Cruising and Golf - The Ultimate Aquatic Golf Trail

By Jeffrey A. Rendall; Photos Courtesy of Elite Golf Cruises


SUNRISE, FL -- Trails are everywhere you go.  There are hiking trails, shopping trails, historic home trails… heck, even ‘drinking’ trails, popularly referred to as ‘bar crawls.’  Then there’s a model being adopted by many localities and some states -- Golf trails.


It’s the idea that you can play one course, throw your clubs in the trunk when you’re done, and then head on down the road to another high quality golf club.  You’ll play there the next day, and then keep going along the ‘trail,’ hitting several locations in one trip.  These golf ‘trails’ stretch out as far as the road, your endurance, and your wallet will take you.


Some enterprising folks at Elite Golf Cruises took the ‘trail’ concept one step further, however, combining the convenience and luxury of vacationing on one of the world’s luxurious floating resorts, also known as cruise ships – and mixing in the notion that many cruise itineraries just happen to include some pretty spectacular golf destinations.


In other words, follow the ‘trail’ from port-to-port, and have a great time along the way.  It’s a no-brainer, really.  The only question is why more people haven’t thought of taking a cruise as a great way to play several excellent golf courses in one vacation.  I was included in that group of blissfully ignorant golf enthusiasts until about six months ago.


According to Michele Knipp, Marketing Director for Elite Golf Cruises, golfers are discovering that cruising is the solution to an age old problem – how to escape from the ordinary and enjoy the sport at the same time:  “I’ve always been in the hospitality industry, and I know that both individuals and corporate meeting planners are in an eternal search for a better vacation experience, one that’s priced fairly and provides high perceived value.  Simply put, cruising is it.”


She continues, “There’s a whole world of people out there, especially golfers, who’ve traditionally considered themselves ‘non-cruisers,’ because they mistakenly believe that seven days on a ship is seven days away from golf -- but once they see what’s available onboard a ship, and even better, in port, then they’ll definitely change their thinking.”


Knipp is right on that point, and one ‘golfer’ who was enlightened to the cruise/golf concept was me.  I’d never been on a cruise before (which is a whole other experience onto itself), and I thought being ‘trapped’ at sea meant an enforced break from golf.  Not true.  While you can’t play on green grass every minute of the voyage, you’ll find more than enough on the ship – and in port – to satiate your golf appetite.

Golf awaits in Cancun, Mexico, and a cruise ship is a fun way to get you there.


It all begins with a call from the Golf Professional onboard.  Where you might envision a shipboard golf pro as ‘Gopher’ from the Love Boat dressed in shorts and a golf shirt giving lessons with a Mai Tai in hand and launching golf balls off the side of the ship – the reality is far from that.  Like everything else in the 21st century, ship golf is high tech and as ‘serious’ as you want it to be. 


All of Elite’s professionals are just that, professionals – including ‘our’ pro on the Coral Princess (of Princess Cruise Lines), Kevin Mumford.  Mumford ran a very tight golf ship, which includes lessons, demonstrations, managing the simulator, manning the golf shop’s merchandising operations and most importantly, coordinating the golf excursions during our eleven day trip to the Panama Canal and Caribbean.


It’s a lot of hard work, but most importantly, it’s fun, too.  At least he seemed to enjoy it as much as everyone else.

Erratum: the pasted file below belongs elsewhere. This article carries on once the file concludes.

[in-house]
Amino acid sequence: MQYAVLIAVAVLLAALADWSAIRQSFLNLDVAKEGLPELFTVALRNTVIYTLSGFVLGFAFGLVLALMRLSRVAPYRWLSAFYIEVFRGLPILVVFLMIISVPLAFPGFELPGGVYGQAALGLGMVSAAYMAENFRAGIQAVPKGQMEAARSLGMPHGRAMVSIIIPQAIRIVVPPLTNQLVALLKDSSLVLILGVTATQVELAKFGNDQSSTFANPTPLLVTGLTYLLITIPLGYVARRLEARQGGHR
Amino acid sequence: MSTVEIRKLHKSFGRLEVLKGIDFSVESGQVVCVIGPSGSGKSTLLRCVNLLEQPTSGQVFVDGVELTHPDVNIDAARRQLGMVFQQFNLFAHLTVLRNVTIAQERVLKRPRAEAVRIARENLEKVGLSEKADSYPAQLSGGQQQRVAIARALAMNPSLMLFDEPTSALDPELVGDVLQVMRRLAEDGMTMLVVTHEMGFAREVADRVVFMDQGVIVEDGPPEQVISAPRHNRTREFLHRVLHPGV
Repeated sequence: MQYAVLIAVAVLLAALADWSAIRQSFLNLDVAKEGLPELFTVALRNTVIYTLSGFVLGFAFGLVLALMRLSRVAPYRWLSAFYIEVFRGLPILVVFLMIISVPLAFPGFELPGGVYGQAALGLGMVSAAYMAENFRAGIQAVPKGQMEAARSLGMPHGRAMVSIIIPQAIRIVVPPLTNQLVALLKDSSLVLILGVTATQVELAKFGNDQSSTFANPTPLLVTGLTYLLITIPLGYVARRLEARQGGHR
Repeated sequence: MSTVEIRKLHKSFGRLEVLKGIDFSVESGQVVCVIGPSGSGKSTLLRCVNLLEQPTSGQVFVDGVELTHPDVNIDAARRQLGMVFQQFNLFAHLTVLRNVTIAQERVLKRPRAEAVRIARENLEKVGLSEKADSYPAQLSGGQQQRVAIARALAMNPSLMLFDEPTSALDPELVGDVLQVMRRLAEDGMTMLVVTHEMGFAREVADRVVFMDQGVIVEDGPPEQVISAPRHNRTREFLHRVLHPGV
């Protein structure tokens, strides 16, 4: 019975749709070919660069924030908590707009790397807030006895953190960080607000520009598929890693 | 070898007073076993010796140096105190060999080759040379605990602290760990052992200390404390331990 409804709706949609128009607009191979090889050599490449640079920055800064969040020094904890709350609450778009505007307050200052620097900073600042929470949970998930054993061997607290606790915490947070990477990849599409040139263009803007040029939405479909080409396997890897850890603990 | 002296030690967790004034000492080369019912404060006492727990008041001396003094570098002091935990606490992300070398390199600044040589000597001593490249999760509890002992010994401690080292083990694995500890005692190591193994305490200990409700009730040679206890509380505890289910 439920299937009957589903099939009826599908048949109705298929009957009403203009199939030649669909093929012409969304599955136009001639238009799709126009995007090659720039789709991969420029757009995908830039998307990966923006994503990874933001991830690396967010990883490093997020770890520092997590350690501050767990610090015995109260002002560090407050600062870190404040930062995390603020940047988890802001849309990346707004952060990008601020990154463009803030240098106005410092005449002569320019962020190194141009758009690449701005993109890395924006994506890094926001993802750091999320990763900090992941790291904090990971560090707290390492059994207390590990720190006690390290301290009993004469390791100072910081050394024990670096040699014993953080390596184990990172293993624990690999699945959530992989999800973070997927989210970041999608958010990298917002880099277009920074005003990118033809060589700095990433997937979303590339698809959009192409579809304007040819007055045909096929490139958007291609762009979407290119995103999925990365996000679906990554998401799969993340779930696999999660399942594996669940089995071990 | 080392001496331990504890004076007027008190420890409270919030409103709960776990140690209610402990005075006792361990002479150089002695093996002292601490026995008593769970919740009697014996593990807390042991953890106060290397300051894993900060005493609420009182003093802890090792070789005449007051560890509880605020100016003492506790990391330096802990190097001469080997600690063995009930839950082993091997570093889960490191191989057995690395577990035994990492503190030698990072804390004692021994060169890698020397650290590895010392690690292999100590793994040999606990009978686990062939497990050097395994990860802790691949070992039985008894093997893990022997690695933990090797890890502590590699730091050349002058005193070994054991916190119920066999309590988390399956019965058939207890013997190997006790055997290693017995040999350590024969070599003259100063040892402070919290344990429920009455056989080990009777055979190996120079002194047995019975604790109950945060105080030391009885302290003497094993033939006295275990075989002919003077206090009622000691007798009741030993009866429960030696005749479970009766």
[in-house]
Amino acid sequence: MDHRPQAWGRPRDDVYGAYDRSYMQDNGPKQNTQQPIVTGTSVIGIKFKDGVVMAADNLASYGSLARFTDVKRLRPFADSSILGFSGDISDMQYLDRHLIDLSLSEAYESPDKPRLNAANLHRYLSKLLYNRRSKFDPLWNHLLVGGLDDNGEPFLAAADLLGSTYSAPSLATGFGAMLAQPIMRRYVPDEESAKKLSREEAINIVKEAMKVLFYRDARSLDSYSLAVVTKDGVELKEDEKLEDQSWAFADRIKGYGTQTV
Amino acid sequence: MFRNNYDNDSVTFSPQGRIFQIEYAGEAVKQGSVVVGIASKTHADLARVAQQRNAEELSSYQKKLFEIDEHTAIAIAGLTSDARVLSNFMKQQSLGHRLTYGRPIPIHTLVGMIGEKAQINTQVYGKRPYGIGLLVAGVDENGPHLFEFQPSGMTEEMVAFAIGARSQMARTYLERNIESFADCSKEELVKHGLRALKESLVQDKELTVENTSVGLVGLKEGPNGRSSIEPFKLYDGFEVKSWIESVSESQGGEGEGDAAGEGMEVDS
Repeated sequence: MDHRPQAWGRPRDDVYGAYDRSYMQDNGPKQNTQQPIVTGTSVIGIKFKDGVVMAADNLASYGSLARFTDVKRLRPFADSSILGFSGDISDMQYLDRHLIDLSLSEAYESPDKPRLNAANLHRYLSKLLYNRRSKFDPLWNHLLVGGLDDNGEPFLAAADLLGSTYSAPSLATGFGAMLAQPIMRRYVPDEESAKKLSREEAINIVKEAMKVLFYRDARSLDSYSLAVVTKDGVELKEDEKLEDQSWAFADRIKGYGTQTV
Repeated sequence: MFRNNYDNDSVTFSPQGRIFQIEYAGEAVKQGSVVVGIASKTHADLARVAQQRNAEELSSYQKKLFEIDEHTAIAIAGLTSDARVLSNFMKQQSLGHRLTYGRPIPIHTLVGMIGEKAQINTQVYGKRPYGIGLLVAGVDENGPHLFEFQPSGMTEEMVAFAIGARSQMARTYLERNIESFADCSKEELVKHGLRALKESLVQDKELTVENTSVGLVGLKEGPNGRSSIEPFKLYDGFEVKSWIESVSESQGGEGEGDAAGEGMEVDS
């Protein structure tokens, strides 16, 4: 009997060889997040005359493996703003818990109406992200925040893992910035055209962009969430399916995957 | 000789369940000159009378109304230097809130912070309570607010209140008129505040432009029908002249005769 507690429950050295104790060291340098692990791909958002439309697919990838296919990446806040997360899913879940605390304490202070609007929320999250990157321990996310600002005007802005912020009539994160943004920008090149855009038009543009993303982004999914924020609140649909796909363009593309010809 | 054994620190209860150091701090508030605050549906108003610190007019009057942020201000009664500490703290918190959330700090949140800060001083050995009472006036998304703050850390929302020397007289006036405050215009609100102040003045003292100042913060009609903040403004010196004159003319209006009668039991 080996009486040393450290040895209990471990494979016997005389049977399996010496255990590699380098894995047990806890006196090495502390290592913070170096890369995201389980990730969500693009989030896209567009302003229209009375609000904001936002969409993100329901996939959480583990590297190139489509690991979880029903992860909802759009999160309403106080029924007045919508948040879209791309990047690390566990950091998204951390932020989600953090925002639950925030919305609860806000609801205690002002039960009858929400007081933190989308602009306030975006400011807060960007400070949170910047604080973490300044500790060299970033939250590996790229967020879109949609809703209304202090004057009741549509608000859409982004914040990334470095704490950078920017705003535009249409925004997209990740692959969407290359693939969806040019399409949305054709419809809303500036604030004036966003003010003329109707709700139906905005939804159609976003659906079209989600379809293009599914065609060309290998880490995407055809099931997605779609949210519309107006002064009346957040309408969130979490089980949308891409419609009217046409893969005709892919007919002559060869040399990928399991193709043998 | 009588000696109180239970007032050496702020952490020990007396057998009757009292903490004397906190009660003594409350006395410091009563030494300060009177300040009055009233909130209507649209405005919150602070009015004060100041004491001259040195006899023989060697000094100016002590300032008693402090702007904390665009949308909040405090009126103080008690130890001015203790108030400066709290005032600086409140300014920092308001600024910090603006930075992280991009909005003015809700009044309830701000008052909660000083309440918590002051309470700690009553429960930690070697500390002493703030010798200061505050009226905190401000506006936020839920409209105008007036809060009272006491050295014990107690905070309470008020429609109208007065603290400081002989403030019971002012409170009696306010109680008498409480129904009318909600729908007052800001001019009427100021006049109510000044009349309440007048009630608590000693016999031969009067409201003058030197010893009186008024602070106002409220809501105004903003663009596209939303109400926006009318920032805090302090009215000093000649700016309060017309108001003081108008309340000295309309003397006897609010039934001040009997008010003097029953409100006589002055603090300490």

Mumford is a native Canadian with all sorts of funny accents that I couldn’t quite place – because his background included a little of everything.  He attended the University of Texas and played on the golf team, then played events on the Canadian and Asian tours.  He supplemented those experiences with teaching stints in the Toronto area, at Glen Abbey and Angus Glen Golf Clubs, both of which have hosted the Bell Canadian Open PGA Tour event.

Some ships offer mini-golf as well.


Now he sails the seven seas with his golf talents… well, maybe not all seven.  But enough to give him knowledge of what a great idea it is to combine golf and cruising – and I’d venture to guess that all the pros are similarly gifted in personality and golfing prowess.


Mumford thinks cruising has much to offer a golf ‘nut.’  “Many of the ships have a golf simulator that you can use to practice – or play several different courses with your friends.  Most simulators offer about fifteen courses to choose from – everything from Pebble Beach to Pinehurst #2 to the Belfry ‘across the pond.’  The simulator’s open every sea day (and set hours on port days after excursions), and the golf pro will also have the V1 computer instructional software system that’s used by many touring pros and their instructors.”


Just like at your home course, the V1 system captures a person’s swing on video and replays it for you – and then compares it to the ‘moves’ a pro makes.  I’ve had mine put up against Ernie Els on the V1 system… and let’s just say, Ernie taught me a few things about what should be where in the golf swing.


You can even ‘convert’ right-handed pros to left-handed with this system, and vice-versa.  Pretty amazing.  Phil Mickelson as a right-hander… something’s just not ‘right’ about that, even if he is naturally a ‘righty.’ 


The simulators aside, we found Mumford’s help in arranging the golf excursions to be incredibly helpful – and a money saver, to boot.  Every cruise line offers shore excursions – basically day trips at the various ports-of-call.  There’s an incredible variety to choose from (almost too many), and golf is one of the more attractive offerings at many of them, especially when considering the courses that Elite Golf selects for you to play, then makes all the arrangements ahead of time.


You sign up, and the rest is done for you – including transportation, tee times, negotiated rates, club rental (if needed) and a guide, who is your ship’s pro.  He’ll even play a few holes with you along the way.  To his credit, Mumford attempted to try and show me the proper chipping motion during our round, but even he couldn’t achieve the impossible in the span of a few minutes.